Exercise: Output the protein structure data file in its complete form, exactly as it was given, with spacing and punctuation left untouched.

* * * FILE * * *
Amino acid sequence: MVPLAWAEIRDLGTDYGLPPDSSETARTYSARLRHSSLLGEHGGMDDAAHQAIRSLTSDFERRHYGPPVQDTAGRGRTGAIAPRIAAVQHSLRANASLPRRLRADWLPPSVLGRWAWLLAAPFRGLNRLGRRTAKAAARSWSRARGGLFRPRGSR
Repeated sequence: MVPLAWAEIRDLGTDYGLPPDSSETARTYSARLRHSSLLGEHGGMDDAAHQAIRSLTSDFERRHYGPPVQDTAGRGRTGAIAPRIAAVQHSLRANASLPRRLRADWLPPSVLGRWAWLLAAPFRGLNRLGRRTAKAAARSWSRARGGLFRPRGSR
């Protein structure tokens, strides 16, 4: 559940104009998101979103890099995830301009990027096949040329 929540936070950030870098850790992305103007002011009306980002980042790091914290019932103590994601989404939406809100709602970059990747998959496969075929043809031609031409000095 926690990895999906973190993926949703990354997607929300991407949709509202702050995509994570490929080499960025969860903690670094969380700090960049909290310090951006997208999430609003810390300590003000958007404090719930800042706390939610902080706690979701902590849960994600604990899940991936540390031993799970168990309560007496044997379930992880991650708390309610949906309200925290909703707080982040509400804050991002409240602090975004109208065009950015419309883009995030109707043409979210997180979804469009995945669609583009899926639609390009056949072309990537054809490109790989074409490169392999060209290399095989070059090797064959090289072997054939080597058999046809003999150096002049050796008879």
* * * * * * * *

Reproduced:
Amino acid sequence: MVPLAWAEIRDLGTDYGLPPDSSETARTYSARLRHSSLLGEHGGMDDAAHQAIRSLTSDFERRHYGPPVQDTAGRGRTGAIAPRIAAVQHSLRANASLPRRLRADWLPPSVLGRWAWLLAAPFRGLNRLGRRTAKAAARSWSRARGGLFRPRGSR
Repeated sequence: MVPLAWAEIRDLGTDYGLPPDSSETARTYSARLRHSSLLGEHGGMDDAAHQAIRSLTSDFERRHYGPPVQDTAGRGRTGAIAPRIAAVQHSLRANASLPRRLRADWLPPSVLGRWAWLLAAPFRGLNRLGRRTAKAAARSWSRARGGLFRPRGSR
């Protein structure tokens, strides 16, 4: 559940104009998101979103890099995830301009990027096949040329 929540936070950030870098850790992305103007002011009306980002980042790091914290019932103590994601989404939406809100709602970059990747998959496969075929043809031609031409000095 926690990895999906973190993926949703990354997607929300991407949709509202702050995509994570490929080499960025969860903690670094969380700090960049909290310090951006997208999430609003810390300590003000958007404090719930800042706390939610902080706690979701902590849960994600604990899940991936540390031993799970168990309560007496044997379930992880991650708390309610949906309200925290909703707080982040509400804050991002409240602090975004109208065009950015419309883009995030109707043409979210997180979804469009995945669609583009899926639609390009056949072309990537054809490109790989074409490169392999060209290399095989070059090797064959090289072997054939080597058999046809003999150096002049050796008879």